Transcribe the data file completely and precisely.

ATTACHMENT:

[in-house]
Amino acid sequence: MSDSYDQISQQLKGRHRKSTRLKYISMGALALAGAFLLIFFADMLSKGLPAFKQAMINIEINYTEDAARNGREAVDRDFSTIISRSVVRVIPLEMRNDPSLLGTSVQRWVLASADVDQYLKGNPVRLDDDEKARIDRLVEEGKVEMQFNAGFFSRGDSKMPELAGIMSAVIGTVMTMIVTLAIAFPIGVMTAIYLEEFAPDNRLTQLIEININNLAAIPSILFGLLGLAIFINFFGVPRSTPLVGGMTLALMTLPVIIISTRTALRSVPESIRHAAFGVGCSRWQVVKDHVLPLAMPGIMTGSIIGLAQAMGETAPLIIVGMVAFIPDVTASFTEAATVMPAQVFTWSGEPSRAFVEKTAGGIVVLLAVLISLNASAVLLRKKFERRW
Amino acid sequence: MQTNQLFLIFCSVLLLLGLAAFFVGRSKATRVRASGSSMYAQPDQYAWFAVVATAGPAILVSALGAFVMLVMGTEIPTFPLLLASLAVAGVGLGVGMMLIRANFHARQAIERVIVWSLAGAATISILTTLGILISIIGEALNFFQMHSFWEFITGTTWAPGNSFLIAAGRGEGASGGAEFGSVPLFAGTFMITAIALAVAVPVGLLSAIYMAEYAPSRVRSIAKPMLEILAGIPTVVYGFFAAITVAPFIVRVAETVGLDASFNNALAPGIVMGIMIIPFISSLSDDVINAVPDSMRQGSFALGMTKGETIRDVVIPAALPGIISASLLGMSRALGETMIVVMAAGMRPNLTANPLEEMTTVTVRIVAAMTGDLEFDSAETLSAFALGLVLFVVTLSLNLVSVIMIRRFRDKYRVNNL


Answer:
[in-house]
Amino acid sequence: MSDSYDQISQQLKGRHRKSTRLKYISMGALALAGAFLLIFFADMLSKGLPAFKQAMINIEINYTEDAARNGREAVDRDFSTIISRSVVRVIPLEMRNDPSLLGTSVQRWVLASADVDQYLKGNPVRLDDDEKARIDRLVEEGKVEMQFNAGFFSRGDSKMPELAGIMSAVIGTVMTMIVTLAIAFPIGVMTAIYLEEFAPDNRLTQLIEININNLAAIPSILFGLLGLAIFINFFGVPRSTPLVGGMTLALMTLPVIIISTRTALRSVPESIRHAAFGVGCSRWQVVKDHVLPLAMPGIMTGSIIGLAQAMGETAPLIIVGMVAFIPDVTASFTEAATVMPAQVFTWSGEPSRAFVEKTAGGIVVLLAVLISLNASAVLLRKKFERRW
Amino acid sequence: MQTNQLFLIFCSVLLLLGLAAFFVGRSKATRVRASGSSMYAQPDQYAWFAVVATAGPAILVSALGAFVMLVMGTEIPTFPLLLASLAVAGVGLGVGMMLIRANFHARQAIERVIVWSLAGAATISILTTLGILISIIGEALNFFQMHSFWEFITGTTWAPGNSFLIAAGRGEGASGGAEFGSVPLFAGTFMITAIALAVAVPVGLLSAIYMAEYAPSRVRSIAKPMLEILAGIPTVVYGFFAAITVAPFIVRVAETVGLDASFNNALAPGIVMGIMIIPFISSLSDDVINAVPDSMRQGSFALGMTKGETIRDVVIPAALPGIISASLLGMSRALGETMIVVMAAGMRPNLTANPLEEMTTVTVRIVAAMTGDLEFDSAETLSAFALGLVLFVVTLSLNLVSVIMIRRFRDKYRVNNL